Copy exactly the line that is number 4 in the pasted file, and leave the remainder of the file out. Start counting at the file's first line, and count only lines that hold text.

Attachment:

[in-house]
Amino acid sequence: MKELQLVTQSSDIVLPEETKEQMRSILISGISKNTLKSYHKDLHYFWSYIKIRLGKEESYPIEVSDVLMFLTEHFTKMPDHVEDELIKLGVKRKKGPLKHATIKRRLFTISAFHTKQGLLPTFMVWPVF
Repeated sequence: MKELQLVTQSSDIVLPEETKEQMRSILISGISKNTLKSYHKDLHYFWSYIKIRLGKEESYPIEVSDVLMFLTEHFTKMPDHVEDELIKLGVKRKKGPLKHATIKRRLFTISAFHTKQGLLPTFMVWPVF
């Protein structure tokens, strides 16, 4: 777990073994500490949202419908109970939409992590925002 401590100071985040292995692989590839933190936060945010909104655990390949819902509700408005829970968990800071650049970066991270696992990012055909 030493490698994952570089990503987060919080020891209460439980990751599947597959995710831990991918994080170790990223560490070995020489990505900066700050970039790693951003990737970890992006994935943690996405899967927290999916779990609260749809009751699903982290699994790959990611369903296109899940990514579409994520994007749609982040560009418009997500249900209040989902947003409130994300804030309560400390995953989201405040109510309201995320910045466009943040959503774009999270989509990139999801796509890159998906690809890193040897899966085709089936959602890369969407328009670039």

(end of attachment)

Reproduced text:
């Protein structure tokens, strides 16, 4: 777990073994500490949202419908109970939409992590925002 401590100071985040292995692989590839933190936060945010909104655990390949819902509700408005829970968990800071650049970066991270696992990012055909 030493490698994952570089990503987060919080020891209460439980990751599947597959995710831990991918994080170790990223560490070995020489990505900066700050970039790693951003990737970890992006994935943690996405899967927290999916779990609260749809009751699903982290699994790959990611369903296109899940990514579409994520994007749609982040560009418009997500249900209040989902947003409130994300804030309560400390995953989201405040109510309201995320910045466009943040959503774009999270989509990139999801796509890159998906690809890193040897899966085709089936959602890369969407328009670039």